Structural genomics mainly looks into the static aspects such as genome sequences and helps in the structure determination of as many proteins as possible that further helps in determining the structure of other macromolecules based on homology modeling. A homology model with >30% sequence identity is contemplated to be significant. By combining the structural information and sequence identity, it also helps to establish novel relationships between proteins that are related distantly. Functional genomics is concerned with the dynamic aspects by describing their functions through the application of genome-wide association studies. It gathers data from DNA and RNA sequences and employs this to study transcription, translation, and other interactions (such as DNA-protein, RNA-protein, and protein-protein interactions) to understand regarding the expression of genes, cell differentiation, and cell cycle progression. In short, it covers transcriptomics, proteomics, metabolomics, and interactomics. Comparative genomics, however, relates to the sequence identity which remains conserved across multiple or distantly related species that implies sharing of a common function but not vice versa. It also helps in understanding the evolutionary mechanisms, the biological and pathological processes that might be responsible for a specific biological function in those with identical sequence.
Industrial versus academic structural genomics versus structural genomics consortium
The aims governing to conduct structural genomics projects differ to some extent between academics and industries. A collaboration between them often plays a crucial role in drug discovery. However, there are some conflicts which have to be looked through for it to be successful. First, the major conflict is regarding the target selection. The academic projects are mainly focused to work on those protein structures which are easily expressed as their major concern is successful production of increased number of structures. Hence, the drug targets that are actually produced are comparatively less. Second, in academic projects, once a structure of a protein in a particular family is solved, they move on to another family. This is particularly difficult to find out the new antibiotics in some instances of bacterial resistance as there are multiple structures associated within the same family with different pathogens. Third, integral membrane proteins which are the major drug targets and play a prime role in health care are not focussed on.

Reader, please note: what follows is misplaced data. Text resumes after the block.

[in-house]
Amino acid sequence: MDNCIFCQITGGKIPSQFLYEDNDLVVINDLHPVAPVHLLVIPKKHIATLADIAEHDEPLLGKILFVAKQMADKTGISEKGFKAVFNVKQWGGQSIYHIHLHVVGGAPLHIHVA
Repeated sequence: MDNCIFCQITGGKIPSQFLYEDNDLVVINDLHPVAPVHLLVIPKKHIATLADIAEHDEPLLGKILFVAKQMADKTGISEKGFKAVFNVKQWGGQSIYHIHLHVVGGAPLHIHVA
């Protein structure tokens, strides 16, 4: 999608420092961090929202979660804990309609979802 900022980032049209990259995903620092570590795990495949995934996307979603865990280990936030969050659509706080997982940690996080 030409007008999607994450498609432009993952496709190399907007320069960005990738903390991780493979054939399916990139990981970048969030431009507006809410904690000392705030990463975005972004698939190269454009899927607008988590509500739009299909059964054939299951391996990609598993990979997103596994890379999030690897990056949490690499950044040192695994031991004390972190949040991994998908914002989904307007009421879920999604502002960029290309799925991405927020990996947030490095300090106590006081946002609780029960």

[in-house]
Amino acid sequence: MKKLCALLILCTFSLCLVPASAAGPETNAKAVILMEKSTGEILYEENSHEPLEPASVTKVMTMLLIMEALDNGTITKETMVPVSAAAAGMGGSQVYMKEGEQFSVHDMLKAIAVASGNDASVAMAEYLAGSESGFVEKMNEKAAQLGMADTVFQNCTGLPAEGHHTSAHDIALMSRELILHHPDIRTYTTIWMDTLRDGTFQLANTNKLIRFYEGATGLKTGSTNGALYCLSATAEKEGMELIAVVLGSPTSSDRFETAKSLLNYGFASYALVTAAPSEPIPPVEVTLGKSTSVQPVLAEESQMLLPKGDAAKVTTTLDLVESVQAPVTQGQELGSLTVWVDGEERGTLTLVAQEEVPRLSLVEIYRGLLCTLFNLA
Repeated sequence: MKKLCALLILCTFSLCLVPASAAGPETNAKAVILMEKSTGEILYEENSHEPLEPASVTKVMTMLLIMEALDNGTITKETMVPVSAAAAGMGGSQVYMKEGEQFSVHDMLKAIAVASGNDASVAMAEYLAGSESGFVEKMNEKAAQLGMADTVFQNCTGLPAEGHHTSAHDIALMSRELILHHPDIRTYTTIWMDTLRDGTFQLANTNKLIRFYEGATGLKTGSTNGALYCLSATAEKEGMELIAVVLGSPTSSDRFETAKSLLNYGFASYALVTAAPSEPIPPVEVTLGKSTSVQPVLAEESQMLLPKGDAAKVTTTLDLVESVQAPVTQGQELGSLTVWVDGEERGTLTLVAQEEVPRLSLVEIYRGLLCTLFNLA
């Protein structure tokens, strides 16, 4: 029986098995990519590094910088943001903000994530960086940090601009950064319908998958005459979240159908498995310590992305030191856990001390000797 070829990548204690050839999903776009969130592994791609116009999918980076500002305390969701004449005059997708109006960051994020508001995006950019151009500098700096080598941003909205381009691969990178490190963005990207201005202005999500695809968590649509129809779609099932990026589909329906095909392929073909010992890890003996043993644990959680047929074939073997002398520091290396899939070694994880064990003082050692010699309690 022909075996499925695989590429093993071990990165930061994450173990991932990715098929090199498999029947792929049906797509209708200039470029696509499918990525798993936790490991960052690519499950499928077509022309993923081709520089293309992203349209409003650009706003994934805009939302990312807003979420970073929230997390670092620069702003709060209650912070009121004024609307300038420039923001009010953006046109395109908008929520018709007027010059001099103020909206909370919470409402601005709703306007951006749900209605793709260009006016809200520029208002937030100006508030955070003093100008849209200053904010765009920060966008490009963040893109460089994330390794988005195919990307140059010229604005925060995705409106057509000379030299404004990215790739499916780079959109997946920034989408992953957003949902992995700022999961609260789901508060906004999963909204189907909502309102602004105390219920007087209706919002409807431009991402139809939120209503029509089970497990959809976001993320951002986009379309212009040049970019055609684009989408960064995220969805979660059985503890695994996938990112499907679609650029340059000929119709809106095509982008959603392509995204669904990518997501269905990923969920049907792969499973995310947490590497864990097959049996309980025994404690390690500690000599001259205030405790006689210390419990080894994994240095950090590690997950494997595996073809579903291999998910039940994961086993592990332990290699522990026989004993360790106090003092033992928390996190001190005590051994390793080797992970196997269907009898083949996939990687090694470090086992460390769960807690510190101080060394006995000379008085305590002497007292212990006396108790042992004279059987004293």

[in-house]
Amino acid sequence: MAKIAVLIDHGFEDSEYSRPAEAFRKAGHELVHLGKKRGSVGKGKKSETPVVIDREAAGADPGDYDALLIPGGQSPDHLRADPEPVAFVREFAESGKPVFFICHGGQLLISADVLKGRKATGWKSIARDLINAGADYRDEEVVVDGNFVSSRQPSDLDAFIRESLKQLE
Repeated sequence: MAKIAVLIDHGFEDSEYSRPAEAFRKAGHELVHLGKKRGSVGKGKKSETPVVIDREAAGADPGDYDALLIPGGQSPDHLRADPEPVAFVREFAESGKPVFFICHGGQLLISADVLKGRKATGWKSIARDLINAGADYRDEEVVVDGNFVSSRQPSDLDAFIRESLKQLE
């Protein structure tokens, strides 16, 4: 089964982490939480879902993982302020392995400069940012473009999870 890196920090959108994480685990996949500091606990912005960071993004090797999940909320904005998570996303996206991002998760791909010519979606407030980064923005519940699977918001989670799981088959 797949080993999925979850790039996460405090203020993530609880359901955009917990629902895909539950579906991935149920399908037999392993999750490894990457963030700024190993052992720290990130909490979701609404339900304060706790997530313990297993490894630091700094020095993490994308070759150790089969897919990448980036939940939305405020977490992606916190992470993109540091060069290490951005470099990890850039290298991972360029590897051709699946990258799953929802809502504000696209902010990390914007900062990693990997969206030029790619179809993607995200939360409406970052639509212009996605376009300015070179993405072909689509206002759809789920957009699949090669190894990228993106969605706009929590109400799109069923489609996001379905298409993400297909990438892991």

Structural Genomics Consortium (SGC) is an open access public–private collaboration that mainly works with the 3D-structure determination of the less focused and studied areas in a human genome by keeping a special attention on antibodies, chemical probes, and epigenetics. It is a large scale organization with expertise in various fields and a huge amount of resources that can help maintain the quality and reproducibility thereby increasing its efficiency. It receives its funding from the public, private, and charitable associations and repays them by providing a membership in the SGC board. The funding by the public sector helps to maintain an open-access whereas that by the private sector gains them by preventing duplication between the pharmaceutical companies thereby reducing the effort and the cost in producing new molecules. In the recent years, the research in SGC has progressed very rapidly and efficiently in comparison to either industries or academics by exploring new areas.
Structural genomic centers
There are numerous structural genomic centers worldwide to determine the protein structure among which Protein Structure Initiative (PSI) was one of the towering programs that made an extensive contribution by laying the preparatory measures necessary for drug discovery. Later, many programs were initiated as a part of PSI like the Tuberculosis SGC (TBSGC). All these SG groups deposit structures in the Protein Data Bank (PDB) for easy accessibility to conduct research and pursue to establish the structure of as many target proteins as feasible even before their identification in the disease pathogenesis. Despite the tedious efforts by these centers, there are hardly any drugs developed which are solely attributed to structural genomics as the field of structural genomics started evolving recently from a decade compared to the drug development process which is thriving since long. Some of the important SG centers are mentioned in [Table 1].,
|Table 1: Overview of the common structural genomic centers and associated target proteins|
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Protein structure determination
Initially, protein structure is determined that helps in predicting the protein function guiding in drug discovery by molecular docking techniques. First, the protein structure determination is done either by de novo (experimental) methods or by modeling-based methods (by comparing with a protein of known structure).